- By Gabriel McCoard
I have uttered the term “Third World” before, mostly out of frustration when the electricity went out, or the internet signal reduced to the point where I could not check my email, or while watching a Panama-flagged Matson vessel slip into the horizon while the stores still lacked what I considered to be basic supplies. (I had a jubilant Christmas in Chuuk when Shigeto’s Store suddenly had lentils and olive oil. I may have bought out the entire stock, along with a few parrotfish from the roadside markets. That was a good evening. The internet was working.)
As with everything, debates abound about the meaning and origin of “Third World,” but for current purposes, I trace it to the Cold War and the objective of many former colonies to align neither with the US nor the Soviet Union, culminating in — or perhaps originating with — the 1955 Bandung Conference when representatives from throughout the world met in Indonesia to chart a different path, one grounded in self-determination and cutting colonial shackles that was neither American-style capitalism nor Soviet-style communism. A third way. The Third World.
When I say “Third World” I suspect a specific image comes to mind: the poorest of the poor, endemic poverty, corruption, villagers scrambling for a single bowl of rice in front of collapsed buildings. The kind of images that make great visuals for end-of-year fundraising campaigns for international charities. Inevitably there’s an emblem of the United Nations somewhere in the background.
By definition, Micronesia has not been Third World. Vagaries of history and geography – despite the distances between landfalls – aligned it squarely with the US. In condition, however, many areas of the Pacific islands could be interchangeable with any other impoverished region. Limited futures. Squandered resources. Minimal, if any, accountability. Elected bodies acting out of anything but public policy. Benefactors that shrug their shoulders. People leaving as soon as they can.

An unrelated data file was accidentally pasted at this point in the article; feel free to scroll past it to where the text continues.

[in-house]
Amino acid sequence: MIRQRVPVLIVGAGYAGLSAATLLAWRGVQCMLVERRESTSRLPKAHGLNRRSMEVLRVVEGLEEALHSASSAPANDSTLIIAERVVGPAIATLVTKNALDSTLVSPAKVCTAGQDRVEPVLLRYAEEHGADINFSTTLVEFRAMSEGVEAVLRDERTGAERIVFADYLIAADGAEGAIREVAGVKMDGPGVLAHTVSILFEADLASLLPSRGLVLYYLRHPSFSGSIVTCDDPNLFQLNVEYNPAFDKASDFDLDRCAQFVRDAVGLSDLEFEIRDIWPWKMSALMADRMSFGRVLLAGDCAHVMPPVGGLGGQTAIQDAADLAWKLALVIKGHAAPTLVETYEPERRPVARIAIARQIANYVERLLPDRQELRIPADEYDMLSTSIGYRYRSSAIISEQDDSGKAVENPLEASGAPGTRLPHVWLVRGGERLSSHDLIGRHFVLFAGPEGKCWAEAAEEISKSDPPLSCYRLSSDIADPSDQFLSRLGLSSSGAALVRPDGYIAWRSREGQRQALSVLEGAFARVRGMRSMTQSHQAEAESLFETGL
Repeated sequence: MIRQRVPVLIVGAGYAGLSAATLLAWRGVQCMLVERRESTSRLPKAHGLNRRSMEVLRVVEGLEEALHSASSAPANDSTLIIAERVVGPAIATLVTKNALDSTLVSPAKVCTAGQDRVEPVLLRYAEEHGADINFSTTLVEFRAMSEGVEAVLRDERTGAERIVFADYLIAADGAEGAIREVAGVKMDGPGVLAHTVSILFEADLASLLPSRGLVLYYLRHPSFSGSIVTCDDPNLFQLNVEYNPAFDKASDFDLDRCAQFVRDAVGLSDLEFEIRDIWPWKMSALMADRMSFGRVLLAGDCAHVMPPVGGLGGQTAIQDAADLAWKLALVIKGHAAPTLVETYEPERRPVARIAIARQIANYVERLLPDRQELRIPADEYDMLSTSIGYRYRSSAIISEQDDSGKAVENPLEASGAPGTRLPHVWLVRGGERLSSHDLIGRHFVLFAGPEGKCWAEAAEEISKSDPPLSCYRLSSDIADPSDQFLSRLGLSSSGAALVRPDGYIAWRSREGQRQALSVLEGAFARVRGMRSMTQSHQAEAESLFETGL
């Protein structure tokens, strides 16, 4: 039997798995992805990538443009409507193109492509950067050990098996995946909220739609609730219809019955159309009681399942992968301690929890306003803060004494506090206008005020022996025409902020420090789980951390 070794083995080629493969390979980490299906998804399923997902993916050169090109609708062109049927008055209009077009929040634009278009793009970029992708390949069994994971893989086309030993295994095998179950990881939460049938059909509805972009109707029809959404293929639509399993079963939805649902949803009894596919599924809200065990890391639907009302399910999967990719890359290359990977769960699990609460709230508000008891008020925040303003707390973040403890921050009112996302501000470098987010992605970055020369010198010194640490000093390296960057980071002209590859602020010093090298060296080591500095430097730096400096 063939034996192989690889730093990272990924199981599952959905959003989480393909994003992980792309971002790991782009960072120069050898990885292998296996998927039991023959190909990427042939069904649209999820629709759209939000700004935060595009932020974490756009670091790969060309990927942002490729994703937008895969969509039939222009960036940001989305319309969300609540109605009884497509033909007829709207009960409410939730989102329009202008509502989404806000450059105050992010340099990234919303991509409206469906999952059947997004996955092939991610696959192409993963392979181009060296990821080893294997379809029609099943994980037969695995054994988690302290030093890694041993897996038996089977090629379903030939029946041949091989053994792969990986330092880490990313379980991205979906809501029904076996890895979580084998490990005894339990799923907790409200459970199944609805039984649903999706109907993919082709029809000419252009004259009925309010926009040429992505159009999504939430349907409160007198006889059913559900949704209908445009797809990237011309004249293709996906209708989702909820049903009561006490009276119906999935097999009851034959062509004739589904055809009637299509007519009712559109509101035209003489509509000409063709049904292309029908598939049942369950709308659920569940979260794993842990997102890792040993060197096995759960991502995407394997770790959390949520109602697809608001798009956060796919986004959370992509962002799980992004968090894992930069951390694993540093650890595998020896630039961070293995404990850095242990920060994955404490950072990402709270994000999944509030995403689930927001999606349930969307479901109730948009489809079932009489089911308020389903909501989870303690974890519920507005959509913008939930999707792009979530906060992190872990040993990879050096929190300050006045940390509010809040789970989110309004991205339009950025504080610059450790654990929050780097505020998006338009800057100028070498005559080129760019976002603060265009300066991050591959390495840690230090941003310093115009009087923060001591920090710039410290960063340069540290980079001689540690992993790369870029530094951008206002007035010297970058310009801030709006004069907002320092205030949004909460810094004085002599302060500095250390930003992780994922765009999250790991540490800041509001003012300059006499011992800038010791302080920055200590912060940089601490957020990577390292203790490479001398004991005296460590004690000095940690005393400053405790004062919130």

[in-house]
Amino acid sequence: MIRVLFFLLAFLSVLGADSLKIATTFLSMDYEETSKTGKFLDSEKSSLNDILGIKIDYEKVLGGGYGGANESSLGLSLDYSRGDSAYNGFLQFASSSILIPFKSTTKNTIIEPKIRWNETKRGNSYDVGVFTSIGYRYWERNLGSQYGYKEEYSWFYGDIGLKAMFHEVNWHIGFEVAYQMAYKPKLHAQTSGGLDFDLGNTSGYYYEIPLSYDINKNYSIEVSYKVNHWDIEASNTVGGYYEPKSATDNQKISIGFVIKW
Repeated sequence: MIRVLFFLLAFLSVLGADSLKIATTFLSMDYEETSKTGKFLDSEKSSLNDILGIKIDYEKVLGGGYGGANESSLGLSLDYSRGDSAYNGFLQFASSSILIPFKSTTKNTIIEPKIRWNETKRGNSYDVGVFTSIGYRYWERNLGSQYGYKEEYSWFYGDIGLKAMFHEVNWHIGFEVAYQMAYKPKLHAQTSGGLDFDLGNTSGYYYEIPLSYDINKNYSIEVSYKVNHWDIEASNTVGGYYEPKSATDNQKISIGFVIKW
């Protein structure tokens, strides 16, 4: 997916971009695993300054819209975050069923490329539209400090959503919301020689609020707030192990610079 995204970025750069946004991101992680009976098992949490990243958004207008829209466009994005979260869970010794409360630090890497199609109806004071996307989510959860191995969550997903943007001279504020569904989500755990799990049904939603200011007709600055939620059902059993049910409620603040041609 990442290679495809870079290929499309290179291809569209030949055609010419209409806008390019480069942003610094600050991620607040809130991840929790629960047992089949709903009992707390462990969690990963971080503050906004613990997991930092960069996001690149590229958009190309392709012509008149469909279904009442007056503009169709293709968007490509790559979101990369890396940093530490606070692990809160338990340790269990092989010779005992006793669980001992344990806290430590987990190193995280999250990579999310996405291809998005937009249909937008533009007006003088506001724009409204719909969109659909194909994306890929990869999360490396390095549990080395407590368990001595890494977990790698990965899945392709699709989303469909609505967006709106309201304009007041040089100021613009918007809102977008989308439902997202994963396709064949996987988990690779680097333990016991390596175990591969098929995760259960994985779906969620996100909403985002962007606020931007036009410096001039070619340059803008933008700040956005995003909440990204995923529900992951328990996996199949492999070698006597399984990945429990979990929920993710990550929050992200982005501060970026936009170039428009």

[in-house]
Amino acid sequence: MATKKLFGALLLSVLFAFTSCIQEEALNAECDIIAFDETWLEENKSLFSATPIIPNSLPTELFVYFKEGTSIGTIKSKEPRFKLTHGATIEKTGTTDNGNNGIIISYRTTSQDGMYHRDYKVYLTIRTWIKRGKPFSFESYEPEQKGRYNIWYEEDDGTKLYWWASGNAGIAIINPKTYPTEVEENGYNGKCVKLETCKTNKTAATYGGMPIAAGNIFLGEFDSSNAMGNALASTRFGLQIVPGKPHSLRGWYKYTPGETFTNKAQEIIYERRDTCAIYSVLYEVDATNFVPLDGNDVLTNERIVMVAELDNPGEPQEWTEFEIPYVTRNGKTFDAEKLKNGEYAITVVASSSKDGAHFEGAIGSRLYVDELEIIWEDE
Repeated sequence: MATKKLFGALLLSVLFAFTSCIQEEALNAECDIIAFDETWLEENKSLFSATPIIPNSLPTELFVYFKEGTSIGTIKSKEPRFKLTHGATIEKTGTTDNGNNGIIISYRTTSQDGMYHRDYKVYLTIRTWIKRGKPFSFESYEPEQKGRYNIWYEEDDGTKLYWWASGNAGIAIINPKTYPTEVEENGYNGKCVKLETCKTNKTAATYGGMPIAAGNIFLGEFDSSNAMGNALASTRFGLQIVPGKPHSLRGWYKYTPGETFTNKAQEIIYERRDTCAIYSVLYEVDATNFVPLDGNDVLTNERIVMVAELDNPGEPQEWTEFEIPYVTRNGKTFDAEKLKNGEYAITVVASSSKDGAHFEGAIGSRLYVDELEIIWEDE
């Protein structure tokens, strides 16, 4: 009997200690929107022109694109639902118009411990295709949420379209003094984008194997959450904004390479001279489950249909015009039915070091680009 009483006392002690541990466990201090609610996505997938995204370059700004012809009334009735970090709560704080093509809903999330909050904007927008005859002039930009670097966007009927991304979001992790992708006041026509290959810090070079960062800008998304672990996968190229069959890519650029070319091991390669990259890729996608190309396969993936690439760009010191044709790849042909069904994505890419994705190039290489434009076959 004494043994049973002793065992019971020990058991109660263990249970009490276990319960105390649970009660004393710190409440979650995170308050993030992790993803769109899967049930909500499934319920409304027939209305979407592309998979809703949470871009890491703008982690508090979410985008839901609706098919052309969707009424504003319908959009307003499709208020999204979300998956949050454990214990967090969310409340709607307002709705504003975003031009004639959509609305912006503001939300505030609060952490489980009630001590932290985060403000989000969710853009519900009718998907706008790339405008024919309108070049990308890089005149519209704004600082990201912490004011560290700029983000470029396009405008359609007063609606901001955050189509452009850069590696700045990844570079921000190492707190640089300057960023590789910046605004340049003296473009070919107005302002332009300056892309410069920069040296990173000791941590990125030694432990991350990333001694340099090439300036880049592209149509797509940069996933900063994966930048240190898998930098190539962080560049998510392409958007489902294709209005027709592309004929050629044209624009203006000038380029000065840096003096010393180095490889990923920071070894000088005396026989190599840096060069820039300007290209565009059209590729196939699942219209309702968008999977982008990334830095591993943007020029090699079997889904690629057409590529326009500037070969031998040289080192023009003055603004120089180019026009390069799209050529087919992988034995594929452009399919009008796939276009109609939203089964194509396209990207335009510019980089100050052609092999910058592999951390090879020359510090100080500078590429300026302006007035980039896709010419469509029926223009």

Many dislike the term “Third World,” ditching it for more contemporary versions. North-South Divide. Developing World. (I personally believe that the Small Island Developing States should be called Big Ocean Developing States, but the term doesn’t change the conditions.) Consultants like to throw around words like “development indicators” and “capacity,” and “best practices.” Many of their reports — national development plans come to mind— remind me of corporate mission statements where objectives are published, then placed in a file until the next deadline to revise them.
All of which is to repeat the obvious. The islands are perhaps entering a new era, one more closely aligned to China than to America. Perhaps they are not. I won’t try to predict the future, but as I have stated before, it is only natural for China to assert greater influence in what it considers its front yard, much the same way that at this point there should be no surprise that China is a serious economic power.
Other regional powers are becoming more creative when it comes to blunting China’s influence, entering into free trade agreements and the like. Japan and South Korea, whose military alliances are not exactly secrets, come immediately to mind. India has recently rebuffed such advances, but has suggested room for Middle Powers such as itself (and Australia) in the Pacific. An Indian presence in Micronesia presently is little more than speculation. India certainly does not have the historical connections that China or Japan do in the region, outside of Fiji; the strongest influence I’ve seen is The Taj restaurant in Palau. Nonetheless, some are heralding an “Indo-Pacific” chapter.
Let’s be honest: Micronesia will not be a factor in trade and economic decisions. US Customs law already gives the Freely Associated States preferences for imports. It will remain, however, strategic for policy decisions on military access and aid money. Votes at the UN matter, after all. Sometimes.
In economic terms, the Pacific Islands have two things the world wants: seafood and tropical locales for tourists. People spend a lot of money to sit under a palm tree and watch the sun set over the water while nibbling on tuna sashimi after a day of diving. If recent years are any indicator, the nations of Micronesia are hardly equipped to manage either of these resources.
All of which brings to mind a toast that a new acquaintance regaled me with after discussing the state of the world:
“Welcome to the 2.8th world.”
Gabriel McCoard currently lives in Chuuk, FSM, where he works for a regional NGO. Send feedback to firstname.lastname@example.org